Where we are today is very different. A great deal of the work that was once done on the server has now moved into the client side, and as the complexity of the web UI's grows, the need for individuals with a background in CS that can develop well structured and robust JS applications will grow with it. Couple this with the expansion of mobile development using tools like PhoneGap and Sencha Touch, server side frameworks like Node.js, and the growing shift of desktop applications into "the cloud", it is clear that JS is here to stay. Despite its growing relevance, many professional developers still refuse to embrace it and leave it as something to be dealt with by client side programmers. The problem with this attitude is that web developers are often not well suited for the demands of today's JS applications. Web developers are trained to design appealing and usable interfaces and transfer these designs into accessible HTML/CSS pages, not to write 5000+ line object oriented or functional* applications. What we need are individuals with a strong knowledge of design patterns, data structures, and OO or functional programming to produce code that is maintainable and robust. The best way to make this transition is to start with a framework that removes the drudgery of cross browser compatibility and activates the power of JS. For me this was the outstanding Dojo toolkit which has turned JS programming from a chore to a joy. While the learning curve for Dojo can be a bit steep, it lends itself well to server side developers as it centers around packages, classes, and all the other goodies of OO programming. With a proper toolkit in hand you'll find that JS is not the steaming pile you thought it to be, but rather another valuable programming language to be mastered. Your versatility and value as a programmer will grow, you'll find that developing highly interactive and innovative UI's is both challenging and rewarding, and you'll be well positioned to develop class leading web applications from start to finish.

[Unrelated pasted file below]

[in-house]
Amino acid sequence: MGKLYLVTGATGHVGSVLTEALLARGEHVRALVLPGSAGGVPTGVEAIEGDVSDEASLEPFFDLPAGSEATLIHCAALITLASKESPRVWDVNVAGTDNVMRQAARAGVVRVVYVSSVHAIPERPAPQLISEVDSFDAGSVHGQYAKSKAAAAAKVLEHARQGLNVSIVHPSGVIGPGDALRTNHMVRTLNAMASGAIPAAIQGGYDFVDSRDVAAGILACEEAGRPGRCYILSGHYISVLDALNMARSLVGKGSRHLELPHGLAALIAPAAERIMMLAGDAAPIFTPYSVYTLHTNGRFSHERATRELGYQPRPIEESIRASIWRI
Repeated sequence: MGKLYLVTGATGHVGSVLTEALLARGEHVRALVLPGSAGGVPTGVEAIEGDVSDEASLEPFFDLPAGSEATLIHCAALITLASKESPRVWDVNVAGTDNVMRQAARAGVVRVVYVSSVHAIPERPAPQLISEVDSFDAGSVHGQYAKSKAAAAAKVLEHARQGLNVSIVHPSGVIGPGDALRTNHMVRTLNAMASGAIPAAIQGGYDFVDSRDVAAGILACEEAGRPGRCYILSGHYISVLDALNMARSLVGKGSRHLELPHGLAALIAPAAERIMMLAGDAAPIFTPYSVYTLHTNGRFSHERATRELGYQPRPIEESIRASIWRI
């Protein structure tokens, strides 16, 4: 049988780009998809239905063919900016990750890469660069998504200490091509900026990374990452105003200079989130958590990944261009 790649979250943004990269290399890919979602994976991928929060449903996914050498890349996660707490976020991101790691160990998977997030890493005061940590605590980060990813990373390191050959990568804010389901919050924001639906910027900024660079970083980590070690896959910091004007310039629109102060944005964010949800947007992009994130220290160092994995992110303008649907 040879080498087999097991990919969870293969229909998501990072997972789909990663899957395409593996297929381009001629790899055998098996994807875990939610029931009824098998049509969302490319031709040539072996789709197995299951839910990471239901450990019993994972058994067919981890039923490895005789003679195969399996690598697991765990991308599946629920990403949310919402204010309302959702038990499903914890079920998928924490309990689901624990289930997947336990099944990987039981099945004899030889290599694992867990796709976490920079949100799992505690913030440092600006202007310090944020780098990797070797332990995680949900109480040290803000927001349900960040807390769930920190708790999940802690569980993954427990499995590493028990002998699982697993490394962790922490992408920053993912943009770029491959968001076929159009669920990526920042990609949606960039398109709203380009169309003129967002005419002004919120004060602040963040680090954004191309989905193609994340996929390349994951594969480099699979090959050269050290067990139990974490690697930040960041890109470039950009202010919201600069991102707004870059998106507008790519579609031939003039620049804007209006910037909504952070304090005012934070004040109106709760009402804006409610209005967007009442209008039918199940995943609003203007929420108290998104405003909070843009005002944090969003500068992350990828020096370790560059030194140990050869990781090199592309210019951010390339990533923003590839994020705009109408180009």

Note: Although I've focused largely on Dojo in the last part of this post, I'm not saying that you should ignore other toolkits like jQuery. jQuery is a great framework in its own right, but given that I have geared this post towards server side programmers I've chosen Dojo as it's syntactically familiar and heavily object driven, and hence more accessible this group of users.
* A thanks to HN poster gibsonf1 for pointing out my omission of functional programming. Whether you are a server side functional or object oriented programmer is irrelevant. Functional frameworks like backbone.js are great if you have a lot of experience with LISP, Clojure, Haskell or any other functional language. The important thing is to pick a framework that matches your style of server side programming and apply the same rigor towards writing great JS code.
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